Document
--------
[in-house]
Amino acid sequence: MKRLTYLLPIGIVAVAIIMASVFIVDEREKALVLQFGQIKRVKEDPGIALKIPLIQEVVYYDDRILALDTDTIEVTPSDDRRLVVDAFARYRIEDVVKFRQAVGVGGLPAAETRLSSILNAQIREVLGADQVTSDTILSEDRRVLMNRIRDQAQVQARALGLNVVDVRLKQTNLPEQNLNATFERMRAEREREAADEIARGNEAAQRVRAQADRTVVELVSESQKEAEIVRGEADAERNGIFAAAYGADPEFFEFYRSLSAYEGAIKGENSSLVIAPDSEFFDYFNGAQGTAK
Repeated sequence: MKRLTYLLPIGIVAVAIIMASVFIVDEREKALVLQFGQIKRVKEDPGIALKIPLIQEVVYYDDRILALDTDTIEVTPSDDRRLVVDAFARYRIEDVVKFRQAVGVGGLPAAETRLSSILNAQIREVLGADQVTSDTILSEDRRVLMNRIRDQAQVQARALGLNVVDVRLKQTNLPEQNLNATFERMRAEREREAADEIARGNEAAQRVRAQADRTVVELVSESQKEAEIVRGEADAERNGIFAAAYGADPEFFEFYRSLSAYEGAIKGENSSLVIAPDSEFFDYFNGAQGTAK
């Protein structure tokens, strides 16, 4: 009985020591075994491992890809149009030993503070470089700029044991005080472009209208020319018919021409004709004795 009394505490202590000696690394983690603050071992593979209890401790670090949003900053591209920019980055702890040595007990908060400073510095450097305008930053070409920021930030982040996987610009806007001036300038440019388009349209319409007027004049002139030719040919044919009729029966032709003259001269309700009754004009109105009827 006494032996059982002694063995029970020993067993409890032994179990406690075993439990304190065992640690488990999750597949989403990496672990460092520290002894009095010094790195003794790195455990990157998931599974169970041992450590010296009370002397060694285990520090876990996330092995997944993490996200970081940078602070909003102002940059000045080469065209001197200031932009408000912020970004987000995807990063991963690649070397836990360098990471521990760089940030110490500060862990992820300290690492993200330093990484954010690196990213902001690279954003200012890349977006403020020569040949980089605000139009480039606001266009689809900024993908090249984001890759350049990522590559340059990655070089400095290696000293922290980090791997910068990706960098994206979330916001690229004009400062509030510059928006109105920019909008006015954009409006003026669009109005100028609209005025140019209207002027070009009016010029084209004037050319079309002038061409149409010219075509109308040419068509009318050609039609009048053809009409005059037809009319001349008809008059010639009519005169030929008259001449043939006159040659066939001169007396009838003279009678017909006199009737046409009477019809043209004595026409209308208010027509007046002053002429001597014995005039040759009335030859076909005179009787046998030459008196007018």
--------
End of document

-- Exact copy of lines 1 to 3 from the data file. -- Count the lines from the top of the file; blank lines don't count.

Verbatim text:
[in-house]
Amino acid sequence: MKRLTYLLPIGIVAVAIIMASVFIVDEREKALVLQFGQIKRVKEDPGIALKIPLIQEVVYYDDRILALDTDTIEVTPSDDRRLVVDAFARYRIEDVVKFRQAVGVGGLPAAETRLSSILNAQIREVLGADQVTSDTILSEDRRVLMNRIRDQAQVQARALGLNVVDVRLKQTNLPEQNLNATFERMRAEREREAADEIARGNEAAQRVRAQADRTVVELVSESQKEAEIVRGEADAERNGIFAAAYGADPEFFEFYRSLSAYEGAIKGENSSLVIAPDSEFFDYFNGAQGTAK
Repeated sequence: MKRLTYLLPIGIVAVAIIMASVFIVDEREKALVLQFGQIKRVKEDPGIALKIPLIQEVVYYDDRILALDTDTIEVTPSDDRRLVVDAFARYRIEDVVKFRQAVGVGGLPAAETRLSSILNAQIREVLGADQVTSDTILSEDRRVLMNRIRDQAQVQARALGLNVVDVRLKQTNLPEQNLNATFERMRAEREREAADEIARGNEAAQRVRAQADRTVVELVSESQKEAEIVRGEADAERNGIFAAAYGADPEFFEFYRSLSAYEGAIKGENSSLVIAPDSEFFDYFNGAQGTAK